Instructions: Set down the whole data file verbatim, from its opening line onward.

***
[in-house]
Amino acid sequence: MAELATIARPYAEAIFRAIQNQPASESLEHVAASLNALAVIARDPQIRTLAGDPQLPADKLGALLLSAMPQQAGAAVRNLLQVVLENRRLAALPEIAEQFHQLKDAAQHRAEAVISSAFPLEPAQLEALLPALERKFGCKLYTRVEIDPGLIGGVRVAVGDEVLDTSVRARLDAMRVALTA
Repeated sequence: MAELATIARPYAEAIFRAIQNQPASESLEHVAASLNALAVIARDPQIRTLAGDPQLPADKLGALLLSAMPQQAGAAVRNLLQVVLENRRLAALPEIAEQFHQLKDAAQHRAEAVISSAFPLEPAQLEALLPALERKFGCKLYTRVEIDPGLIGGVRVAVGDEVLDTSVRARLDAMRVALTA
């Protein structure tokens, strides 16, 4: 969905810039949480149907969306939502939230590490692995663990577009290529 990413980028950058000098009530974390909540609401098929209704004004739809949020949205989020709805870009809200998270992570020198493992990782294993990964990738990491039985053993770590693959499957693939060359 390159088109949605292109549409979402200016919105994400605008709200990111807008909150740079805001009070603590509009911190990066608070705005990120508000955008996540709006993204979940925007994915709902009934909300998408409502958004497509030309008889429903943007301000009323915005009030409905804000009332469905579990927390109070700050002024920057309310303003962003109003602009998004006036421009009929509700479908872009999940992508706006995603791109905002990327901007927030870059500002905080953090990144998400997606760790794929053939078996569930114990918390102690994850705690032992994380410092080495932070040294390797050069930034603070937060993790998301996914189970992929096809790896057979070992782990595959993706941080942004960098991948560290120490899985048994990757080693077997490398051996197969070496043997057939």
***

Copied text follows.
[in-house]
Amino acid sequence: MAELATIARPYAEAIFRAIQNQPASESLEHVAASLNALAVIARDPQIRTLAGDPQLPADKLGALLLSAMPQQAGAAVRNLLQVVLENRRLAALPEIAEQFHQLKDAAQHRAEAVISSAFPLEPAQLEALLPALERKFGCKLYTRVEIDPGLIGGVRVAVGDEVLDTSVRARLDAMRVALTA
Repeated sequence: MAELATIARPYAEAIFRAIQNQPASESLEHVAASLNALAVIARDPQIRTLAGDPQLPADKLGALLLSAMPQQAGAAVRNLLQVVLENRRLAALPEIAEQFHQLKDAAQHRAEAVISSAFPLEPAQLEALLPALERKFGCKLYTRVEIDPGLIGGVRVAVGDEVLDTSVRARLDAMRVALTA
């Protein structure tokens, strides 16, 4: 969905810039949480149907969306939502939230590490692995663990577009290529 990413980028950058000098009530974390909540609401098929209704004004739809949020949205989020709805870009809200998270992570020198493992990782294993990964990738990491039985053993770590693959499957693939060359 390159088109949605292109549409979402200016919105994400605008709200990111807008909150740079805001009070603590509009911190990066608070705005990120508000955008996540709006993204979940925007994915709902009934909300998408409502958004497509030309008889429903943007301000009323915005009030409905804000009332469905579990927390109070700050002024920057309310303003962003109003602009998004006036421009009929509700479908872009999940992508706006995603791109905002990327901007927030870059500002905080953090990144998400997606760790794929053939078996569930114990918390102690994850705690032992994380410092080495932070040294390797050069930034603070937060993790998301996914189970992929096809790896057979070992782990595959993706941080942004960098991948560290120490899985048994990757080693077997490398051996197969070496043997057939």